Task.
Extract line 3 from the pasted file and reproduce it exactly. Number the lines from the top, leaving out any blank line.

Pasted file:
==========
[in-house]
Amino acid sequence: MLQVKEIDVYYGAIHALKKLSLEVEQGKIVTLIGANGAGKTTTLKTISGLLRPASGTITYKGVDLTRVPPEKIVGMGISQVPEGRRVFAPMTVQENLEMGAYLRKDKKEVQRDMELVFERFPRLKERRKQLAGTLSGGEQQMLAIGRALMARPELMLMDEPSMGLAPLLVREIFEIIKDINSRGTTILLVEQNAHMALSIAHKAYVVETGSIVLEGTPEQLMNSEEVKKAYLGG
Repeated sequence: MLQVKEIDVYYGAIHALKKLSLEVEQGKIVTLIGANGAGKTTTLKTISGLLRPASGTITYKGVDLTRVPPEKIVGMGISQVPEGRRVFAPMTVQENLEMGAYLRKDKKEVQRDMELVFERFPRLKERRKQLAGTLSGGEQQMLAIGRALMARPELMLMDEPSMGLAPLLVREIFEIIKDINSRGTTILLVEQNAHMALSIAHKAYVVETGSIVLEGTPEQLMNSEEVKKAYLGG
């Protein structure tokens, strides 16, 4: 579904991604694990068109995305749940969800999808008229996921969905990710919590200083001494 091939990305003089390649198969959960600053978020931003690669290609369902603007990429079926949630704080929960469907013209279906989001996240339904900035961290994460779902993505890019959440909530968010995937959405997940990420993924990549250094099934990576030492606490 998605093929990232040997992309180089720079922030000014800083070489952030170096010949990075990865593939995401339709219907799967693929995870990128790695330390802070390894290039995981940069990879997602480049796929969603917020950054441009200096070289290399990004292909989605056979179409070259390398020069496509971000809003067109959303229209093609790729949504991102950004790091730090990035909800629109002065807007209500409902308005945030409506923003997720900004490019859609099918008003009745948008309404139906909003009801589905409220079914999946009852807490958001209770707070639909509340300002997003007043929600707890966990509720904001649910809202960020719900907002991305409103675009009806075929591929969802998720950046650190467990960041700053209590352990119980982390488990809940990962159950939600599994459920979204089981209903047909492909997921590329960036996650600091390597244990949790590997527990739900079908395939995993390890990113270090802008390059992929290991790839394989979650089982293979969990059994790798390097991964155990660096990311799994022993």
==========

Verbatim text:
Repeated sequence: MLQVKEIDVYYGAIHALKKLSLEVEQGKIVTLIGANGAGKTTTLKTISGLLRPASGTITYKGVDLTRVPPEKIVGMGISQVPEGRRVFAPMTVQENLEMGAYLRKDKKEVQRDMELVFERFPRLKERRKQLAGTLSGGEQQMLAIGRALMARPELMLMDEPSMGLAPLLVREIFEIIKDINSRGTTILLVEQNAHMALSIAHKAYVVETGSIVLEGTPEQLMNSEEVKKAYLGG